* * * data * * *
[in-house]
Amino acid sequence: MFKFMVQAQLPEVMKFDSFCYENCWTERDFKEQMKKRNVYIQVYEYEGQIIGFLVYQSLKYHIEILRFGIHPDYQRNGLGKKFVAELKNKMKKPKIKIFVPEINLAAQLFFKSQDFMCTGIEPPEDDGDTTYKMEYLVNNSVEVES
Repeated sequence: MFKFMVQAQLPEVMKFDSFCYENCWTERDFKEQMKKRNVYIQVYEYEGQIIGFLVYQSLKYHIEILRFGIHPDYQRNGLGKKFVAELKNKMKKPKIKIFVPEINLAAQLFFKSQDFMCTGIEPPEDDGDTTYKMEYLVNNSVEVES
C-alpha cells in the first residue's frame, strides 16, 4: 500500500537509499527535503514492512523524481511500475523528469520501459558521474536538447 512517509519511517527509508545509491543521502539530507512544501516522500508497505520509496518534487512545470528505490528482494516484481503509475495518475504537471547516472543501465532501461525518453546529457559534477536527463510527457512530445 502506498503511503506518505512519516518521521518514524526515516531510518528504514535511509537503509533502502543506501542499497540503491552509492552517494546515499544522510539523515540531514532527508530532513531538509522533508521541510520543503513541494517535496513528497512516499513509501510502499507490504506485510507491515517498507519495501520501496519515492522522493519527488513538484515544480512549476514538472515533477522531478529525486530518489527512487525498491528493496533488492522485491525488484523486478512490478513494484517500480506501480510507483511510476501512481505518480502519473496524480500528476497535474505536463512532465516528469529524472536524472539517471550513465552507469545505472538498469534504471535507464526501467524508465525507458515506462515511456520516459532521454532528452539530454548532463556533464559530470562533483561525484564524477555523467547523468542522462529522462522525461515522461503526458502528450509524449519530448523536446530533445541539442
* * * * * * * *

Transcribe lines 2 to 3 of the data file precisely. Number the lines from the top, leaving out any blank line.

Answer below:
Amino acid sequence: MFKFMVQAQLPEVMKFDSFCYENCWTERDFKEQMKKRNVYIQVYEYEGQIIGFLVYQSLKYHIEILRFGIHPDYQRNGLGKKFVAELKNKMKKPKIKIFVPEINLAAQLFFKSQDFMCTGIEPPEDDGDTTYKMEYLVNNSVEVES
Repeated sequence: MFKFMVQAQLPEVMKFDSFCYENCWTERDFKEQMKKRNVYIQVYEYEGQIIGFLVYQSLKYHIEILRFGIHPDYQRNGLGKKFVAELKNKMKKPKIKIFVPEINLAAQLFFKSQDFMCTGIEPPEDDGDTTYKMEYLVNNSVEVES